Souvenir relic wood gavel produced by the Baltimore & Ohio (B&O) Railroad, made of wood taken from the clock tower of Baltimore’s Camden Station, erected in 1856 and dismantled in 1951-52.
Camden Station, in Baltimore, Maryland, was the main terminal of the B&O Railroad, the nation’s first commercial railroad. The station opened in 1856 and was completed around 1867. Its most notable architectural feature was the 185-foot clock tower that made it Baltimore’s tallest building. The tower, however, proved to be structurally unsound and was soon drastically shortened. In 1952, what remained of the tower was entirely removed (providing the source of wood for the gavel). In 1971, the B&O vacated the terminal building, using a railcar office on the site instead. The station exterior was renovated in 1992 as part of the complex of the Oriole Park at Camden Yards, the stadium where baseball’s Baltimore Orioles now play. As part of that renovation, a replica of the original tower was placed where the original had stood, to return the station to its 1867 appearance. In 2005, the building reopened as a sports history museum.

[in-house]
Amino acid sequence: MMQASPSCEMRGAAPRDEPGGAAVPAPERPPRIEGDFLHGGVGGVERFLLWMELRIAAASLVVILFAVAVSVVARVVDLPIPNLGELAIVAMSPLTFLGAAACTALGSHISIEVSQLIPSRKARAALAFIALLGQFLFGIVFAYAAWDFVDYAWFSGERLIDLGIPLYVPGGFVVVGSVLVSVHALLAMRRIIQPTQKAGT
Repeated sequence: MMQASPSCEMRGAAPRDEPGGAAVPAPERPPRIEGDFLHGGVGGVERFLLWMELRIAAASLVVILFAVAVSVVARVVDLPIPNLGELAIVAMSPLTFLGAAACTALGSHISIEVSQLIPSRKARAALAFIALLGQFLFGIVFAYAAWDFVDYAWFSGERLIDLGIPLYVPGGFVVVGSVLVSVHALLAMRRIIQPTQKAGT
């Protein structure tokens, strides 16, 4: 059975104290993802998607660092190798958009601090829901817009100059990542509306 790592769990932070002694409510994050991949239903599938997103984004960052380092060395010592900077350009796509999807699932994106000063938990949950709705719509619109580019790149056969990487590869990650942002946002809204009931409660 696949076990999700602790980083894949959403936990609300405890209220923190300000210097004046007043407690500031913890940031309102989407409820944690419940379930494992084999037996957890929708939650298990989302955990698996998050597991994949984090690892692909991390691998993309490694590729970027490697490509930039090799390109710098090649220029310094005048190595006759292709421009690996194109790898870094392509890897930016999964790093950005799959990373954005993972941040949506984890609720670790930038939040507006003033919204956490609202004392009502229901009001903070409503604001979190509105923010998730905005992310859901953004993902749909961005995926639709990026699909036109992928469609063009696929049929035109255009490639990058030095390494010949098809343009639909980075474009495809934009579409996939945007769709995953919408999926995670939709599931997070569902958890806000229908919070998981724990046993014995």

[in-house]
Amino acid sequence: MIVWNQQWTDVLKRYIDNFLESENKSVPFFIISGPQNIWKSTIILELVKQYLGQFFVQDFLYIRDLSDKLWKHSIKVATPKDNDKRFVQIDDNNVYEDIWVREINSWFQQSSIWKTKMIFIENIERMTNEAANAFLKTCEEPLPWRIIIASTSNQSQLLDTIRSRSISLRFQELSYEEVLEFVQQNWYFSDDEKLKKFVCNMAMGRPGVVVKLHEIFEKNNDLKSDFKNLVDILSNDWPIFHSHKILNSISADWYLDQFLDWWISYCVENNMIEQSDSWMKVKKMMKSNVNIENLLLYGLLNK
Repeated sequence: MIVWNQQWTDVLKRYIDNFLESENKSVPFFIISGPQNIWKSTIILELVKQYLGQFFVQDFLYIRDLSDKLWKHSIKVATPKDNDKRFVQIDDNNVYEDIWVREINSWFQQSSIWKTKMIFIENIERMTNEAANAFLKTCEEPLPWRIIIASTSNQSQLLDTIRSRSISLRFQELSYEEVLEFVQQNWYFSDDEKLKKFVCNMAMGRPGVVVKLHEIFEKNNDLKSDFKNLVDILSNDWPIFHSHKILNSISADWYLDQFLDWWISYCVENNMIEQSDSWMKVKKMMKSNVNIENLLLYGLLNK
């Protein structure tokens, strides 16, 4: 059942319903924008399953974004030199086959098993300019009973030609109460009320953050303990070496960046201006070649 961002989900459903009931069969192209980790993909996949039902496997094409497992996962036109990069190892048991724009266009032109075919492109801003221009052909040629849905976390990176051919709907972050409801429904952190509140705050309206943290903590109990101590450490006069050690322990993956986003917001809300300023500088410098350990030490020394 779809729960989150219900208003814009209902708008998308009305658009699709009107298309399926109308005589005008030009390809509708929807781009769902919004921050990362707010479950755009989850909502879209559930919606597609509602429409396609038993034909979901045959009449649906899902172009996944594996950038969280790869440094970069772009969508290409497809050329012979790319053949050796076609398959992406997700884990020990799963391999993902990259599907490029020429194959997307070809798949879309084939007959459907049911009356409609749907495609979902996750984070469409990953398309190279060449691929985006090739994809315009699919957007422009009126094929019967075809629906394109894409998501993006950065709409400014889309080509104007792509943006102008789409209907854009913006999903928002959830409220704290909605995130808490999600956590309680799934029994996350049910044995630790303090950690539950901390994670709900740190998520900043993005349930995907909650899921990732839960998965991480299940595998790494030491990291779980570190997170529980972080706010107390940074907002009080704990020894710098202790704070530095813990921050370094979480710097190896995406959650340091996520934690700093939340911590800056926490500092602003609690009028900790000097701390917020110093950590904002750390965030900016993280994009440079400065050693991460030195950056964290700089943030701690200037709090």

Camden Station figures in Civil War history in the Baltimore Massacre, which took place on April 19, 1861, when a mob attacked Union soldiers marching to the station, causing the first bloodshed of the Civil War.
Engraved metal round plate on hammer head end: THE BALTIMORE & OHIO R.R. CO. WOOD FROM CUPOLA CAMDEN STATION BALTIMORE, MD. ERECTED 1856 RETIRED 1951.
Condition: Generally very good with the usual overall light wear, abrasions, minor nicks and indentations. Light wear to paint and surface of metal plaque.
“Baltimore Architecture: Then and Now.” 2004. Maryland Memory Projects: Digital Library of the Maryland Historical Society. http://www.mdhs.org/library/baltarch/Page6.html (12 July 2007).
“History of Sports Legends Museum and Camden Station.” Sports Legend Museum at Camden Yards. http://baberuthmuseum.com/history/slmacy/ (7 September 2007).